Obama’s Trip to Cuba
By Juan Carlos Hidalgo
At the start of the year there was a lot of speculation on whether President Obama would crown his historic rapprochement with Cuba with an equally historic visit to the island. The guesswork is over with today’s announcement of his trip next month.
Many things have changed in the last year in the relationship between the United States and Cuba: diplomatic ties have been restored, the leaders of both countries have met twice, dozens of commercial flights per day have been authorized, hundreds of thousands of Americans are travelling to the once-forbidden island, and many economic sanctions have been lifted.
And yet there’s one thing that hasn’t changed: the repressive nature of Cuba’s Communist dictatorship. If anything, things might be getting worse. The Miami Herald’s columnist Andrés Oppenheimer recently reported that the number of self-employed workers in Cuba has actually dropped in the last six months. Arbitrary detentions of peaceful opposition activists are on the rise. Economic reforms are still too timid. If there is a lot of enthusiasm about Cuba lately, it has to do more with what Washington is doing than what Havana is actually delivering.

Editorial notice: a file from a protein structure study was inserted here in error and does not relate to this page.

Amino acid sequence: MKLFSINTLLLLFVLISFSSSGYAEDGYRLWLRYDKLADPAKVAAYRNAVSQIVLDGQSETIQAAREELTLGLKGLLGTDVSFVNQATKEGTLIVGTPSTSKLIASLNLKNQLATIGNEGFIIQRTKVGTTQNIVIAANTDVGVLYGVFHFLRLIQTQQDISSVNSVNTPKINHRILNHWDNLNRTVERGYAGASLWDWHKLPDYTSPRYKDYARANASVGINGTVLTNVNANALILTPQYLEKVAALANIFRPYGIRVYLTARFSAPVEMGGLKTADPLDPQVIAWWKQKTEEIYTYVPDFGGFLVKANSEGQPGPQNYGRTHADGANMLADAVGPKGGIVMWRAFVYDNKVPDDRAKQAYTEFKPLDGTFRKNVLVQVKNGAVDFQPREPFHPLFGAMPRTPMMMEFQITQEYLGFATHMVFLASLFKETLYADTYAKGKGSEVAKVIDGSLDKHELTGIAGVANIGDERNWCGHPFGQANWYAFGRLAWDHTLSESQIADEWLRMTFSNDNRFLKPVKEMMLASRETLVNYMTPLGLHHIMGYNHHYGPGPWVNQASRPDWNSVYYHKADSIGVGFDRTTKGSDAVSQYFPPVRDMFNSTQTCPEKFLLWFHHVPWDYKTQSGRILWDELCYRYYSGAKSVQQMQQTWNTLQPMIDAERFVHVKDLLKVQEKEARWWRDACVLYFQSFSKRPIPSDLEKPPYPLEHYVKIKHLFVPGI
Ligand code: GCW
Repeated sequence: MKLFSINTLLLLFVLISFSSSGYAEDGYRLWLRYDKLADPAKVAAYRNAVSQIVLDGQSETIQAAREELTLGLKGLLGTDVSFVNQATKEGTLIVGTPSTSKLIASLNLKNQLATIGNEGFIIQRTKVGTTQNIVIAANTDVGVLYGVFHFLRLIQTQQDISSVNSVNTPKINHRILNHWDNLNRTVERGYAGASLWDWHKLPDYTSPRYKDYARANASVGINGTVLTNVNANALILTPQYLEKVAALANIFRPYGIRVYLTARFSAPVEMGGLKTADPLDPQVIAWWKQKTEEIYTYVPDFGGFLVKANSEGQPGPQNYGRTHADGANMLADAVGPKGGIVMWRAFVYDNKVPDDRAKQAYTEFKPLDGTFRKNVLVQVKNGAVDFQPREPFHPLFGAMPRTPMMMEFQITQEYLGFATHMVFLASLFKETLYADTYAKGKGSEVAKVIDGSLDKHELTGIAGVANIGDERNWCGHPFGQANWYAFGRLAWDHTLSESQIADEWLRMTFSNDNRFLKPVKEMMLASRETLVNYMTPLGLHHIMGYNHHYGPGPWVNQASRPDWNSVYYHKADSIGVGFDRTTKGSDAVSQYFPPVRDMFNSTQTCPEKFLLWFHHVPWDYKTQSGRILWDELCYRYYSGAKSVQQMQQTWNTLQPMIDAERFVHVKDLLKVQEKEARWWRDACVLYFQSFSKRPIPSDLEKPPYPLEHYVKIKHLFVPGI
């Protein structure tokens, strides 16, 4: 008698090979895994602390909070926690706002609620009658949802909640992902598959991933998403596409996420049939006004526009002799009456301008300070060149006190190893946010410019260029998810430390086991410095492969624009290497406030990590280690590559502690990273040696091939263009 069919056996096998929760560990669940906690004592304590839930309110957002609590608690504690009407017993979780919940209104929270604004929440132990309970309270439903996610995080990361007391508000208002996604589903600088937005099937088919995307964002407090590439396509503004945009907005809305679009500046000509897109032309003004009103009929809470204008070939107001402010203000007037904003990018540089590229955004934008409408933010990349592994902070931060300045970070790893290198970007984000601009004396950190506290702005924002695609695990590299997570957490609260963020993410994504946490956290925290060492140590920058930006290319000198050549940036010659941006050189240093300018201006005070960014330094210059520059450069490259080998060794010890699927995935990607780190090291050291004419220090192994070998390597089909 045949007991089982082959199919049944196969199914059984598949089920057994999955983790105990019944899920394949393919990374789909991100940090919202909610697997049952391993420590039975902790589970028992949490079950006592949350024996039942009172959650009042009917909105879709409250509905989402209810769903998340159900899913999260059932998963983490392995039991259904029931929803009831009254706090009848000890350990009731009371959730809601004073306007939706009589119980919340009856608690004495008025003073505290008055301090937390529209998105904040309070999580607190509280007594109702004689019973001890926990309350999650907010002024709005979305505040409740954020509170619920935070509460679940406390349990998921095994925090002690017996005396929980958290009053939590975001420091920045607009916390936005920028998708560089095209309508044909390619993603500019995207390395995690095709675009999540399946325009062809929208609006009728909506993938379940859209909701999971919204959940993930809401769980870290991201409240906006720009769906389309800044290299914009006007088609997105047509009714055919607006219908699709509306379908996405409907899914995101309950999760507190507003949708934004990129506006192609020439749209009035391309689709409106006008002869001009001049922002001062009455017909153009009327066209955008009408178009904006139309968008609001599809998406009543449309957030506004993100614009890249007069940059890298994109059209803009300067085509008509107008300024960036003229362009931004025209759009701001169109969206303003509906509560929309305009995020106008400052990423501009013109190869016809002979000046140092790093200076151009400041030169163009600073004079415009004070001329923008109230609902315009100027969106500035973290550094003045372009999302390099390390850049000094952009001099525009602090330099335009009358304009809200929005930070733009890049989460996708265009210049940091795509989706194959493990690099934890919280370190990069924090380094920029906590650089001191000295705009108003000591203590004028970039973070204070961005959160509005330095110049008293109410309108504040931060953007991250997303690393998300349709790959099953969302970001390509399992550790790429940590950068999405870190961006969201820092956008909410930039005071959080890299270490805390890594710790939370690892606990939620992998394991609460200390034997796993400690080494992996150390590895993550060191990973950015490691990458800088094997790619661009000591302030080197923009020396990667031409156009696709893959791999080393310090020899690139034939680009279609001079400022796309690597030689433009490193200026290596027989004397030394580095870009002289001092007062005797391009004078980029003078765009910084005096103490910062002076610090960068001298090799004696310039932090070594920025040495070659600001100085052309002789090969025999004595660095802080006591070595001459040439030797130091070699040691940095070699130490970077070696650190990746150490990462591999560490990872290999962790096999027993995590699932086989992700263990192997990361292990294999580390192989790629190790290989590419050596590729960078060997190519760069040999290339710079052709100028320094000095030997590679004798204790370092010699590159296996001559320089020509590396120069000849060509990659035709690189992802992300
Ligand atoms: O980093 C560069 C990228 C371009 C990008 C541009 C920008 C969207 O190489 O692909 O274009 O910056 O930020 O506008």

This is not to say that Obama’s rapprochement with Cuba has failed: Washington’s previous policy of isolating the island was utterly counterproductive. But we should not kid ourselves about an imminent change of the nature of the Castro regime.
President Obama has said that his trip’s main objective will be to “improve the lives of the Cuban people.” If so, he should follow the steps of Jimmy Carter when he visited the island in 2002: the former president met with dissidents and was allowed to address the nation uncensored in a speech on national TV where he called for democratic elections, respect for human rights and greater civil liberties.
If Obama fails to get similar concessions, his trip will only boost the standing of the Castro regime. It will be all about cementing his legacy and not about trying to improve the lives of ordinary Cubans.